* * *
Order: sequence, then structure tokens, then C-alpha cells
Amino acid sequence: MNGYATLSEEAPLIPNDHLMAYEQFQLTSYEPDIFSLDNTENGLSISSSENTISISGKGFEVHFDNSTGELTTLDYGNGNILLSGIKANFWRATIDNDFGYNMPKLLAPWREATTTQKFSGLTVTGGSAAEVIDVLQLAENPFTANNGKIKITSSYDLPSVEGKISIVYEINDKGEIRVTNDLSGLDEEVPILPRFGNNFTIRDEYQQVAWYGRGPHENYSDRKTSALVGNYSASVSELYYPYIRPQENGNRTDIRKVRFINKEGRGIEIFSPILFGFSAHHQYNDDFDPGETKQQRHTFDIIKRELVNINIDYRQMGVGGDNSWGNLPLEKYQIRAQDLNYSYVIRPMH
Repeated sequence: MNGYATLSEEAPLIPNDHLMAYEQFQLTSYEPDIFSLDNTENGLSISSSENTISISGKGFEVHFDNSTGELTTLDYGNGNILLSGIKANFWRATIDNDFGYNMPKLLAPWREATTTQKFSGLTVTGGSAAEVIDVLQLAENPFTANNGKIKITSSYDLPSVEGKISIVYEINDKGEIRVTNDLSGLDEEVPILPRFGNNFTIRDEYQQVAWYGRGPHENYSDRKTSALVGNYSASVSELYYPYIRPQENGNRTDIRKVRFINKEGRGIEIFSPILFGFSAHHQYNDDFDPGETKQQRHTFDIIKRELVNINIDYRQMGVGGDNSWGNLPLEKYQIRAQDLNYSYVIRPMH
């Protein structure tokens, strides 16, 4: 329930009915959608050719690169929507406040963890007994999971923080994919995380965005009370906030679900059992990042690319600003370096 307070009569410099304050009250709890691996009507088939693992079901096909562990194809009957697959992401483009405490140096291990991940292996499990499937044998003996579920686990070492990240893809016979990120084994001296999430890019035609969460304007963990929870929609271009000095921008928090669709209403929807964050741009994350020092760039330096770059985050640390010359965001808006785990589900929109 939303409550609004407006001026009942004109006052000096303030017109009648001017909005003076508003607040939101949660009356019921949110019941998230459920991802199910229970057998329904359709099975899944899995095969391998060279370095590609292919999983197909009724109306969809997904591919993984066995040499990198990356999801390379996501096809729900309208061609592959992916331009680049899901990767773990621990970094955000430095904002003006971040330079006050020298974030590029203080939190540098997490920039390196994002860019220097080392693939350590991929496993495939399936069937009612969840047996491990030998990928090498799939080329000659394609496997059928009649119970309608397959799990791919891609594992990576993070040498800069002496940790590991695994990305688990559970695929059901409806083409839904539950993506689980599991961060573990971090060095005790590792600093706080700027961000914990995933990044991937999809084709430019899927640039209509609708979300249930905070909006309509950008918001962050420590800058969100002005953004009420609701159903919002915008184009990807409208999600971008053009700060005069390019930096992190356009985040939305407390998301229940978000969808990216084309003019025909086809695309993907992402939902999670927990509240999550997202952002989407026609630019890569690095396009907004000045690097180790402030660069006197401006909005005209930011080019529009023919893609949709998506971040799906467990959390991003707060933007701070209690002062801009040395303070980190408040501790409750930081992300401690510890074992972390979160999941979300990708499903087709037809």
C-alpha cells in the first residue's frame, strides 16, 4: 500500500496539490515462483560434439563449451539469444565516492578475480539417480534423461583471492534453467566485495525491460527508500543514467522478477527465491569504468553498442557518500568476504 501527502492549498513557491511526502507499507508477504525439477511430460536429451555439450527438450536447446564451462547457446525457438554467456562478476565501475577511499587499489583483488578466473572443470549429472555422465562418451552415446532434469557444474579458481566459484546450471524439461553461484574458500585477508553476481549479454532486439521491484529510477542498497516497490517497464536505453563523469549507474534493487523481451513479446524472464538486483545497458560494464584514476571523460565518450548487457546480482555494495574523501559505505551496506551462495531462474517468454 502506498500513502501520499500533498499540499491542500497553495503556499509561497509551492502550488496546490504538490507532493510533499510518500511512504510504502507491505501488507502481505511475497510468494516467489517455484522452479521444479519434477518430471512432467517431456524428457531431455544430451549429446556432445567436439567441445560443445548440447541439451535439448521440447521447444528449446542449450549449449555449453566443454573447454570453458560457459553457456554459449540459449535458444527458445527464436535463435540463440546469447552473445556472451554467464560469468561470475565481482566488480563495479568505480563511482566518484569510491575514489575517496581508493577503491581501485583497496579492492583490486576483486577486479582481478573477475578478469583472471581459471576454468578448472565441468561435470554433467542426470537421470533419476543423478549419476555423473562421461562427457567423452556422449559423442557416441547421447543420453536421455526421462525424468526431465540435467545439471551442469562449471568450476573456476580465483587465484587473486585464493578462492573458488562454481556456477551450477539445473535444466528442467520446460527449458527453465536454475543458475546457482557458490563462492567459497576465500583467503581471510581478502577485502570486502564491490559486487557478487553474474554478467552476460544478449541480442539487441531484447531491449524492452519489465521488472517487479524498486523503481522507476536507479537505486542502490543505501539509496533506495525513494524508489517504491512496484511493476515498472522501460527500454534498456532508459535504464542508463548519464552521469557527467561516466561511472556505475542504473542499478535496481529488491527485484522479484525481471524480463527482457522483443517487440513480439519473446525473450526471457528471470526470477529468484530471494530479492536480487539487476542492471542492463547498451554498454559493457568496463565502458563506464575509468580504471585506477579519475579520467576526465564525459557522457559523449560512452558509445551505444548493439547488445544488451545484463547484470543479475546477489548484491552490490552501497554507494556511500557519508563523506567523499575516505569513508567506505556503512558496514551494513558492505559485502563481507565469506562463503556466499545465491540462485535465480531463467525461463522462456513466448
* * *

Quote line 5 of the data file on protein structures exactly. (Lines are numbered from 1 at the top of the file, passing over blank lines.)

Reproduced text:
C-alpha cells in the first residue's frame, strides 16, 4: 500500500496539490515462483560434439563449451539469444565516492578475480539417480534423461583471492534453467566485495525491460527508500543514467522478477527465491569504468553498442557518500568476504 501527502492549498513557491511526502507499507508477504525439477511430460536429451555439450527438450536447446564451462547457446525457438554467456562478476565501475577511499587499489583483488578466473572443470549429472555422465562418451552415446532434469557444474579458481566459484546450471524439461553461484574458500585477508553476481549479454532486439521491484529510477542498497516497490517497464536505453563523469549507474534493487523481451513479446524472464538486483545497458560494464584514476571523460565518450548487457546480482555494495574523501559505505551496506551462495531462474517468454 502506498500513502501520499500533498499540499491542500497553495503556499509561497509551492502550488496546490504538490507532493510533499510518500511512504510504502507491505501488507502481505511475497510468494516467489517455484522452479521444479519434477518430471512432467517431456524428457531431455544430451549429446556432445567436439567441445560443445548440447541439451535439448521440447521447444528449446542449450549449449555449453566443454573447454570453458560457459553457456554459449540459449535458444527458445527464436535463435540463440546469447552473445556472451554467464560469468561470475565481482566488480563495479568505480563511482566518484569510491575514489575517496581508493577503491581501485583497496579492492583490486576483486577486479582481478573477475578478469583472471581459471576454468578448472565441468561435470554433467542426470537421470533419476543423478549419476555423473562421461562427457567423452556422449559423442557416441547421447543420453536421455526421462525424468526431465540435467545439471551442469562449471568450476573456476580465483587465484587473486585464493578462492573458488562454481556456477551450477539445473535444466528442467520446460527449458527453465536454475543458475546457482557458490563462492567459497576465500583467503581471510581478502577485502570486502564491490559486487557478487553474474554478467552476460544478449541480442539487441531484447531491449524492452519489465521488472517487479524498486523503481522507476536507479537505486542502490543505501539509496533506495525513494524508489517504491512496484511493476515498472522501460527500454534498456532508459535504464542508463548519464552521469557527467561516466561511472556505475542504473542499478535496481529488491527485484522479484525481471524480463527482457522483443517487440513480439519473446525473450526471457528471470526470477529468484530471494530479492536480487539487476542492471542492463547498451554498454559493457568496463565502458563506464575509468580504471585506477579519475579520467576526465564525459557522457559523449560512452558509445551505444548493439547488445544488451545484463547484470543479475546477489548484491552490490552501497554507494556511500557519508563523506567523499575516505569513508567506505556503512558496514551494513558492505559485502563481507565469506562463503556466499545465491540462485535465480531463467525461463522462456513466448